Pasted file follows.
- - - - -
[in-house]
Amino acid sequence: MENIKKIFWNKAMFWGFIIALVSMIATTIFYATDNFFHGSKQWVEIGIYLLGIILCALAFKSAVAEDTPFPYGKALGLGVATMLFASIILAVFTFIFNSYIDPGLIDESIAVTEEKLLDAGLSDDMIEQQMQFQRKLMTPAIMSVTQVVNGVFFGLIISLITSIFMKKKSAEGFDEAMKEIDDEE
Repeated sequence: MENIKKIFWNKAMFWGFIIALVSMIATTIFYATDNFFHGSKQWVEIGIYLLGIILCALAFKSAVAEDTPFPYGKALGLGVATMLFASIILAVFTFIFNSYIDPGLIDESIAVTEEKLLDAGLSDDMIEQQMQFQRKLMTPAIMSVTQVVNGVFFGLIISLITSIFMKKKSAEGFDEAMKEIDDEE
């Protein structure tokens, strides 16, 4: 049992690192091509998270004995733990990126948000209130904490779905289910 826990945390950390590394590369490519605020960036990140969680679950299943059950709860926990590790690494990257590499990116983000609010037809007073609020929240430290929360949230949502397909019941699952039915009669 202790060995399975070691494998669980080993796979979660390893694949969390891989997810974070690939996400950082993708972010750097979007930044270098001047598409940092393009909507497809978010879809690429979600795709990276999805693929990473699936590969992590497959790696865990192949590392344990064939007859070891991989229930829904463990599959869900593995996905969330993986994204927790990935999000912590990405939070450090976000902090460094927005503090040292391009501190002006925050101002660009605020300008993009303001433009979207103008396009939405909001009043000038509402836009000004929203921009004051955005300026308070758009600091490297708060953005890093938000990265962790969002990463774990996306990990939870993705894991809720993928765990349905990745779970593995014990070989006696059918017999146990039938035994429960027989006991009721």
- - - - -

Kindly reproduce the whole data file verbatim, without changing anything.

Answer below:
[in-house]
Amino acid sequence: MENIKKIFWNKAMFWGFIIALVSMIATTIFYATDNFFHGSKQWVEIGIYLLGIILCALAFKSAVAEDTPFPYGKALGLGVATMLFASIILAVFTFIFNSYIDPGLIDESIAVTEEKLLDAGLSDDMIEQQMQFQRKLMTPAIMSVTQVVNGVFFGLIISLITSIFMKKKSAEGFDEAMKEIDDEE
Repeated sequence: MENIKKIFWNKAMFWGFIIALVSMIATTIFYATDNFFHGSKQWVEIGIYLLGIILCALAFKSAVAEDTPFPYGKALGLGVATMLFASIILAVFTFIFNSYIDPGLIDESIAVTEEKLLDAGLSDDMIEQQMQFQRKLMTPAIMSVTQVVNGVFFGLIISLITSIFMKKKSAEGFDEAMKEIDDEE
């Protein structure tokens, strides 16, 4: 049992690192091509998270004995733990990126948000209130904490779905289910 826990945390950390590394590369490519605020960036990140969680679950299943059950709860926990590790690494990257590499990116983000609010037809007073609020929240430290929360949230949502397909019941699952039915009669 202790060995399975070691494998669980080993796979979660390893694949969390891989997810974070690939996400950082993708972010750097979007930044270098001047598409940092393009909507497809978010879809690429979600795709990276999805693929990473699936590969992590497959790696865990192949590392344990064939007859070891991989229930829904463990599959869900593995996905969330993986994204927790990935999000912590990405939070450090976000902090460094927005503090040292391009501190002006925050101002660009605020300008993009303001433009979207103008396009939405909001009043000038509402836009000004929203921009004051955005300026308070758009600091490297708060953005890093938000990265962790969002990463774990996306990990939870993705894991809720993928765990349905990745779970593995014990070989006696059918017999146990039938035994429960027989006991009721």